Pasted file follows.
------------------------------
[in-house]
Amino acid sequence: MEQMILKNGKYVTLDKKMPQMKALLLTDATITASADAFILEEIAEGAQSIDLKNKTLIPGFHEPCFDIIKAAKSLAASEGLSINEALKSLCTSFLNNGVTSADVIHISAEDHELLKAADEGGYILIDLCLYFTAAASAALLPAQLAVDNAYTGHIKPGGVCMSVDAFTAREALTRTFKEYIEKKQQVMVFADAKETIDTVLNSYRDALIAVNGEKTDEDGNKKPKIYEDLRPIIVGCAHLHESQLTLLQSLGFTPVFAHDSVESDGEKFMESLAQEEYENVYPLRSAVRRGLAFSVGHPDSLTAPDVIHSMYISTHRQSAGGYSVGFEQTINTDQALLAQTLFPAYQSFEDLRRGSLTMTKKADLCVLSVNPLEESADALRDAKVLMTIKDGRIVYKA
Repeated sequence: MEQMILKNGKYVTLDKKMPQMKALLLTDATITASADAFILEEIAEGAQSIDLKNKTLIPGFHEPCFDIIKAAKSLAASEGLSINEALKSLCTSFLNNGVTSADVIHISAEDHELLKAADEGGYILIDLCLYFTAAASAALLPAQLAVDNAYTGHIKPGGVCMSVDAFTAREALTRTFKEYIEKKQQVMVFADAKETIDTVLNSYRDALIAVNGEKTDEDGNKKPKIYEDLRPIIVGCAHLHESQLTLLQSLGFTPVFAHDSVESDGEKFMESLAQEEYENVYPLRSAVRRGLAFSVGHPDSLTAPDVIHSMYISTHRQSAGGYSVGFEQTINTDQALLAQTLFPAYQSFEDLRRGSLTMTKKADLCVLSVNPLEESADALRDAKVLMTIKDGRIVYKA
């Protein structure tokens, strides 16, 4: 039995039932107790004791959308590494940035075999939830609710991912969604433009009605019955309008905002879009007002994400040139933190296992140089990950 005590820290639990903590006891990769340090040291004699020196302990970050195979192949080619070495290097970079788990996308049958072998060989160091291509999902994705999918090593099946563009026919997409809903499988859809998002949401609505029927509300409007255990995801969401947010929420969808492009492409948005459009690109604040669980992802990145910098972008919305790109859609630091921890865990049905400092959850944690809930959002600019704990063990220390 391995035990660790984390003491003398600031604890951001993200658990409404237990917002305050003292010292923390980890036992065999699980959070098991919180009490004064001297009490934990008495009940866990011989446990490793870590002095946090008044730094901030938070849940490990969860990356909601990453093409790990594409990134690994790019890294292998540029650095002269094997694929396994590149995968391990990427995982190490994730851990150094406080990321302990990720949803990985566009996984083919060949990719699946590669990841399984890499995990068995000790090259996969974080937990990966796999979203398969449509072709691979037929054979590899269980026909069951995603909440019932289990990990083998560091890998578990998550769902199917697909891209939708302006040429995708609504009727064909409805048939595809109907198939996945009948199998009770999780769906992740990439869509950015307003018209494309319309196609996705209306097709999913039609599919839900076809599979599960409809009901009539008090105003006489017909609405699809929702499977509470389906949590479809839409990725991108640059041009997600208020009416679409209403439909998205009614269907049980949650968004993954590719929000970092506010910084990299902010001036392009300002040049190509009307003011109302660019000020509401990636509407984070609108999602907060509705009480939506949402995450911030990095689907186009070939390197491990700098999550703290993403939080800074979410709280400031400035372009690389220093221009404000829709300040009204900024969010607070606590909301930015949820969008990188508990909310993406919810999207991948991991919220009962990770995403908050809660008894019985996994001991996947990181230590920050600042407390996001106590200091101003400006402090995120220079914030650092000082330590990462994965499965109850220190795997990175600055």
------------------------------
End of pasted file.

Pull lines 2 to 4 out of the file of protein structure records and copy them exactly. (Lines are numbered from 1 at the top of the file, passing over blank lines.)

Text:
Amino acid sequence: MEQMILKNGKYVTLDKKMPQMKALLLTDATITASADAFILEEIAEGAQSIDLKNKTLIPGFHEPCFDIIKAAKSLAASEGLSINEALKSLCTSFLNNGVTSADVIHISAEDHELLKAADEGGYILIDLCLYFTAAASAALLPAQLAVDNAYTGHIKPGGVCMSVDAFTAREALTRTFKEYIEKKQQVMVFADAKETIDTVLNSYRDALIAVNGEKTDEDGNKKPKIYEDLRPIIVGCAHLHESQLTLLQSLGFTPVFAHDSVESDGEKFMESLAQEEYENVYPLRSAVRRGLAFSVGHPDSLTAPDVIHSMYISTHRQSAGGYSVGFEQTINTDQALLAQTLFPAYQSFEDLRRGSLTMTKKADLCVLSVNPLEESADALRDAKVLMTIKDGRIVYKA
Repeated sequence: MEQMILKNGKYVTLDKKMPQMKALLLTDATITASADAFILEEIAEGAQSIDLKNKTLIPGFHEPCFDIIKAAKSLAASEGLSINEALKSLCTSFLNNGVTSADVIHISAEDHELLKAADEGGYILIDLCLYFTAAASAALLPAQLAVDNAYTGHIKPGGVCMSVDAFTAREALTRTFKEYIEKKQQVMVFADAKETIDTVLNSYRDALIAVNGEKTDEDGNKKPKIYEDLRPIIVGCAHLHESQLTLLQSLGFTPVFAHDSVESDGEKFMESLAQEEYENVYPLRSAVRRGLAFSVGHPDSLTAPDVIHSMYISTHRQSAGGYSVGFEQTINTDQALLAQTLFPAYQSFEDLRRGSLTMTKKADLCVLSVNPLEESADALRDAKVLMTIKDGRIVYKA
């Protein structure tokens, strides 16, 4: 039995039932107790004791959308590494940035075999939830609710991912969604433009009605019955309008905002879009007002994400040139933190296992140089990950 005590820290639990903590006891990769340090040291004699020196302990970050195979192949080619070495290097970079788990996308049958072998060989160091291509999902994705999918090593099946563009026919997409809903499988859809998002949401609505029927509300409007255990995801969401947010929420969808492009492409948005459009690109604040669980992802990145910098972008919305790109859609630091921890865990049905400092959850944690809930959002600019704990063990220390 391995035990660790984390003491003398600031604890951001993200658990409404237990917002305050003292010292923390980890036992065999699980959070098991919180009490004064001297009490934990008495009940866990011989446990490793870590002095946090008044730094901030938070849940490990969860990356909601990453093409790990594409990134690994790019890294292998540029650095002269094997694929396994590149995968391990990427995982190490994730851990150094406080990321302990990720949803990985566009996984083919060949990719699946590669990841399984890499995990068995000790090259996969974080937990990966796999979203398969449509072709691979037929054979590899269980026909069951995603909440019932289990990990083998560091890998578990998550769902199917697909891209939708302006040429995708609504009727064909409805048939595809109907198939996945009948199998009770999780769906992740990439869509950015307003018209494309319309196609996705209306097709999913039609599919839900076809599979599960409809009901009539008090105003006489017909609405699809929702499977509470389906949590479809839409990725991108640059041009997600208020009416679409209403439909998205009614269907049980949650968004993954590719929000970092506010910084990299902010001036392009300002040049190509009307003011109302660019000020509401990636509407984070609108999602907060509705009480939506949402995450911030990095689907186009070939390197491990700098999550703290993403939080800074979410709280400031400035372009690389220093221009404000829709300040009204900024969010607070606590909301930015949820969008990188508990909310993406919810999207991948991991919220009962990770995403908050809660008894019985996994001991996947990181230590920050600042407390996001106590200091101003400006402090995120220079914030650092000082330590990462994965499965109850220190795997990175600055």